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The Secrets of Cascara: History, Benefits, and Easy Brewing Guide

Cascara: The Coffee Cherry's Hidden Gem

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In recent years, the word "cascara" has been buzzing within coffee circles,  it's bound to become a household term for coffee enthusiasts and casual cafe-goers alike. So, what exactly is cascara, and why should you consider giving it a sip? In this blog post, we'll delve into the history and benefits of this beverage and provide you with an easy guide to making it using a French Press. Plus, we'll throw in three delightful cascara recipes to tantalize your taste buds.

The Coffee Cherry's Hidden Gem

Cascara, the Spanish word for "peel" or "fruit skin," is the dried outer skin of a coffee cherry. It's harvested during the coffee pulping process, primarily from producers who use the wet method of coffee production.  These dried skins are then used to create a tea-like beverage.

It's worth noting that cascara isn't technically a tea, as tea originates from the camellia sinensis plant. Nonetheless, it is increasingly being brewed as a tea or tisane, offering a delightful flavor profile with fruity notes reminiscent of cranberries and honey. The versatility of this beverage shines through as it can be enjoyed both hot and iced.

Brewing Guide

Now that you're eager to give cascara a try, let's walk through the process of making a pot of this usual tea using a 34-ounce French Press. If you don't have a French Press, a mason jar can be a suitable alternative, although the French Press simplifies the filtering process.

The Ratios

Recipes vary widely in terms of strength. Some recommend ratios as strong as 10 parts water to 1 part tea, while others prefer milder brews at 20:1. For our tutorial, we'll use a 15:1 ratio, a balanced starting point. Adjust the ratio to your taste preference in subsequent brews.

1. Begin by adding 10 tablespoons or 60 grams of cascara tea to your large French Press.

2. Heat water to boiling and pour it into the French Press. Unlike traditional tea brewing, you can use boiling water since it's not made from camellia sinensis leaves. ( similar to other tisanes)

3. Steep for 4 Minutes and Stir Start a 4-minute steeping timer. During this time, gently stir a few times with a chopstick to ensure even extraction.

4. Slowly press down the French Press filter. Cascara won't resist as much as coffee grounds. You can enjoy this beverage hot or over ice. Any unused portion can be stored in a jar in the refrigerator for later use.

Second Steep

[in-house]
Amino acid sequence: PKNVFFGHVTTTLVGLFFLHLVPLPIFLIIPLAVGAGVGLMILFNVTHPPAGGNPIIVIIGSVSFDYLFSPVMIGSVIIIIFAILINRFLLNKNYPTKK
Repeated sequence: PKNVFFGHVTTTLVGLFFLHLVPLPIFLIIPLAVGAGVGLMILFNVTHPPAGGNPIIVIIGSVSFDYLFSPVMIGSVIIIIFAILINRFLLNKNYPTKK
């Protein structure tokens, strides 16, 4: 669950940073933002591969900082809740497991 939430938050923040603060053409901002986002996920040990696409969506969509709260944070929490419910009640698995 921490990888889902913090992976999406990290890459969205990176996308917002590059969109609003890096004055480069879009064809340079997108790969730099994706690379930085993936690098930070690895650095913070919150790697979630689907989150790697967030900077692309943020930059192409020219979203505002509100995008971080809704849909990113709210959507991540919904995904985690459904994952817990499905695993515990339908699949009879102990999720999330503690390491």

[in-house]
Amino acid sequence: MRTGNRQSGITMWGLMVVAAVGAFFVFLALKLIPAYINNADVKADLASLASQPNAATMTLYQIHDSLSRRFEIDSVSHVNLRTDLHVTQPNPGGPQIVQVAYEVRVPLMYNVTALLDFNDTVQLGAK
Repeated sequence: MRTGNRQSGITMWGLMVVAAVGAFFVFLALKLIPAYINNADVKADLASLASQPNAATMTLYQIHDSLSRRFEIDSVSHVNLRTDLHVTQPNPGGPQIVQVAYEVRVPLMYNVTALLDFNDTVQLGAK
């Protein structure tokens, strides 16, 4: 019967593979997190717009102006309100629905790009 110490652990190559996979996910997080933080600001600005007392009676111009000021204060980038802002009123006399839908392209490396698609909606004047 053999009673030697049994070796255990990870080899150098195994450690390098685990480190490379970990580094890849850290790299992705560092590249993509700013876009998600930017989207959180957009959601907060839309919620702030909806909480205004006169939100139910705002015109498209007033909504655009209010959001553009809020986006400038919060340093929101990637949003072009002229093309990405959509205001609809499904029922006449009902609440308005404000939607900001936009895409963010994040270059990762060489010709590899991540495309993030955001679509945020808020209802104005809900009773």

Similar to many teas or tisanes , you can steep it a second time. The second steep won't be as sweet as the first but will still offer a rich taste. Follow the same instructions as above, extending the brew time to 6 minutes for the second steep.

Making a Concentrate

Did you know you can create concentrates for beverages requiring a stronger flavor, such as cascara lattes, homemade sodas, or cocktails. To do this, increase the ratio to 10 parts water to 1 part cascara (90 grams for a 34-ounce French Press) and extend the brew time to 15 minutes.

Alternatively, you can brew it like cold brew coffee by adding cascara to the French Press, pouring cold water over it, and letting it sit on the counter for 12-24 hours. However, the concentrated method mentioned earlier is a quicker option. Adjust the concentration to suit your taste.

Caffeine Content

While the exact caffeine content is debated, it's generally estimated to be around 25% of brewed coffee on an ounce-by-ounce basis. Due to its sweeter nature, some people might feel a noticeable energy boost from cascara.

Time to Start Brewing!

This is a hidden gem in the world of beverages, and we encourage you to explore its unique flavors and potential. Whether you enjoy it hot, iced, as a concentrate, or in one of the recipes we'll share below, cascara is sure to captivate your taste buds and elevate your coffee experience.

Just remember, if you're using the same French Press for both coffee and cascara, be thorough when cleaning the filter to prevent any lingering coffee flavors from affecting your cascara's taste.

Three Delicious Cascara Recipes

Cascara Latte: Steep cascara using the concentrated method mentioned earlier. Froth milk of your choice, mix it with the cascara concentrate, and sweeten to taste for a delightful latte.

Cascara Soda: Mix cascara concentrate with sparkling water, add a squeeze of fresh citrus (like lemon or lime), and a dash of simple syrup for a refreshing soda.

Cascara Cocktail: Create a unique cocktail by mixing cascara concentrate with your favorite spirits (like rum or bourbon), adding a touch of bitters, and garnishing with a citrus twist.

Unleash your creativity and enjoy this versatile beverage as you embark on this flavorful journey.

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